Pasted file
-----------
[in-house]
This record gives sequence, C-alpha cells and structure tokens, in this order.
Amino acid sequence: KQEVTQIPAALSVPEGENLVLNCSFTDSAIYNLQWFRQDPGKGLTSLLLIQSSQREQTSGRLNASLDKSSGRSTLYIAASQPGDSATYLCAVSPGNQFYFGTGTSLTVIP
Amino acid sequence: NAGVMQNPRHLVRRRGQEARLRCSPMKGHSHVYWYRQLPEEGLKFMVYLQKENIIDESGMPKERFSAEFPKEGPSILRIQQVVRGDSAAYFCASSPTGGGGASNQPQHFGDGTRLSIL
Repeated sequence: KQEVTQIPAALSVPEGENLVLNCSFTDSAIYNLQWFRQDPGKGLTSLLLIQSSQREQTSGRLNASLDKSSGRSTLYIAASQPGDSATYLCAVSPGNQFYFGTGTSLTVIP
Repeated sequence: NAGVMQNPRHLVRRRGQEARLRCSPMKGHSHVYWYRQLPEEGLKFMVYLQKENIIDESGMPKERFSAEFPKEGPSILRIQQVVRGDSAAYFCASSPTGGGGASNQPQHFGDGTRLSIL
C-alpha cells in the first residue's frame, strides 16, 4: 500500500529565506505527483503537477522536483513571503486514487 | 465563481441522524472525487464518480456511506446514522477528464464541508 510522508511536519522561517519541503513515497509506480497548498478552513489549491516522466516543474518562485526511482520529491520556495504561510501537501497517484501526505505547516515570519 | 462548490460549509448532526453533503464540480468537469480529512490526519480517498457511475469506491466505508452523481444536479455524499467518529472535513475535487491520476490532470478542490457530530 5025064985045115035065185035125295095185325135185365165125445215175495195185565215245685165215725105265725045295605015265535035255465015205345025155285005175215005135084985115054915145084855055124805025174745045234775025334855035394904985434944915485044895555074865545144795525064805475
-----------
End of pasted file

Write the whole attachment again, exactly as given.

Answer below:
[in-house]
This record gives sequence, C-alpha cells and structure tokens, in this order.
Amino acid sequence: KQEVTQIPAALSVPEGENLVLNCSFTDSAIYNLQWFRQDPGKGLTSLLLIQSSQREQTSGRLNASLDKSSGRSTLYIAASQPGDSATYLCAVSPGNQFYFGTGTSLTVIP
Amino acid sequence: NAGVMQNPRHLVRRRGQEARLRCSPMKGHSHVYWYRQLPEEGLKFMVYLQKENIIDESGMPKERFSAEFPKEGPSILRIQQVVRGDSAAYFCASSPTGGGGASNQPQHFGDGTRLSIL
Repeated sequence: KQEVTQIPAALSVPEGENLVLNCSFTDSAIYNLQWFRQDPGKGLTSLLLIQSSQREQTSGRLNASLDKSSGRSTLYIAASQPGDSATYLCAVSPGNQFYFGTGTSLTVIP
Repeated sequence: NAGVMQNPRHLVRRRGQEARLRCSPMKGHSHVYWYRQLPEEGLKFMVYLQKENIIDESGMPKERFSAEFPKEGPSILRIQQVVRGDSAAYFCASSPTGGGGASNQPQHFGDGTRLSIL
C-alpha cells in the first residue's frame, strides 16, 4: 500500500529565506505527483503537477522536483513571503486514487 | 465563481441522524472525487464518480456511506446514522477528464464541508 510522508511536519522561517519541503513515497509506480497548498478552513489549491516522466516543474518562485526511482520529491520556495504561510501537501497517484501526505505547516515570519 | 462548490460549509448532526453533503464540480468537469480529512490526519480517498457511475469506491466505508452523481444536479455524499467518529472535513475535487491520476490532470478542490457530530 5025064985045115035065185035125295095185325135185365165125445215175495195185565215245685165215725105265725045295605015265535035255465015205345025155285005175215005135084985115054915145084855055124805025174745045234775025334855035394904985434944915485044895555074865545144795525064805475